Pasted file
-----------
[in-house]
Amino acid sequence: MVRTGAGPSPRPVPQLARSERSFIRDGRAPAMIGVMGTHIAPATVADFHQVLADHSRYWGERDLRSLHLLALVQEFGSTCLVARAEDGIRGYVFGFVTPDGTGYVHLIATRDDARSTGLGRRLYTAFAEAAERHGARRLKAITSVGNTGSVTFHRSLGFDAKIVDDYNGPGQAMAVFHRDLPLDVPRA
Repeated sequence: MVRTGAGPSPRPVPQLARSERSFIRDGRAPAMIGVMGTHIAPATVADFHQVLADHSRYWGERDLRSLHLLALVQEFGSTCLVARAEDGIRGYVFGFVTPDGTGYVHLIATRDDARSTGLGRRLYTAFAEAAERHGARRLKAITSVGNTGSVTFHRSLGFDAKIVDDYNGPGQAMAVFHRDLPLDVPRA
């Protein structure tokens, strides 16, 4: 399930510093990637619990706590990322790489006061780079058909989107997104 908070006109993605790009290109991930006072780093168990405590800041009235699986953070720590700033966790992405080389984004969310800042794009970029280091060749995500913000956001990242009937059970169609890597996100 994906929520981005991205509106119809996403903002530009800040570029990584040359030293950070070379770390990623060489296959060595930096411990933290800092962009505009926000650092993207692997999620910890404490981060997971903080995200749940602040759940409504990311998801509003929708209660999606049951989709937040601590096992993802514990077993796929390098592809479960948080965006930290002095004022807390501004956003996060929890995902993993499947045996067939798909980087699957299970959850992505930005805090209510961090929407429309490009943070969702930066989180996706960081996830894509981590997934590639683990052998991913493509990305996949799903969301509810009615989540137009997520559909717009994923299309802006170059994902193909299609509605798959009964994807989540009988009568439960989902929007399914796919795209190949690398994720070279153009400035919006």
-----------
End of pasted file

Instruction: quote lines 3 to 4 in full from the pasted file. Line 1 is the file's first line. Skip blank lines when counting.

Repeated sequence: MVRTGAGPSPRPVPQLARSERSFIRDGRAPAMIGVMGTHIAPATVADFHQVLADHSRYWGERDLRSLHLLALVQEFGSTCLVARAEDGIRGYVFGFVTPDGTGYVHLIATRDDARSTGLGRRLYTAFAEAAERHGARRLKAITSVGNTGSVTFHRSLGFDAKIVDDYNGPGQAMAVFHRDLPLDVPRA
């Protein structure tokens, strides 16, 4: 399930510093990637619990706590990322790489006061780079058909989107997104 908070006109993605790009290109991930006072780093168990405590800041009235699986953070720590700033966790992405080389984004969310800042794009970029280091060749995500913000956001990242009937059970169609890597996100 994906929520981005991205509106119809996403903002530009800040570029990584040359030293950070070379770390990623060489296959060595930096411990933290800092962009505009926000650092993207692997999620910890404490981060997971903080995200749940602040759940409504990311998801509003929708209660999606049951989709937040601590096992993802514990077993796929390098592809479960948080965006930290002095004022807390501004956003996060929890995902993993499947045996067939798909980087699957299970959850992505930005805090209510961090929407429309490009943070969702930066989180996706960081996830894509981590997934590639683990052998991913493509990305996949799903969301509810009615989540137009997520559909717009994923299309802006170059994902193909299609509605798959009964994807989540009988009568439960989902929007399914796919795209190949690398994720070279153009400035919006």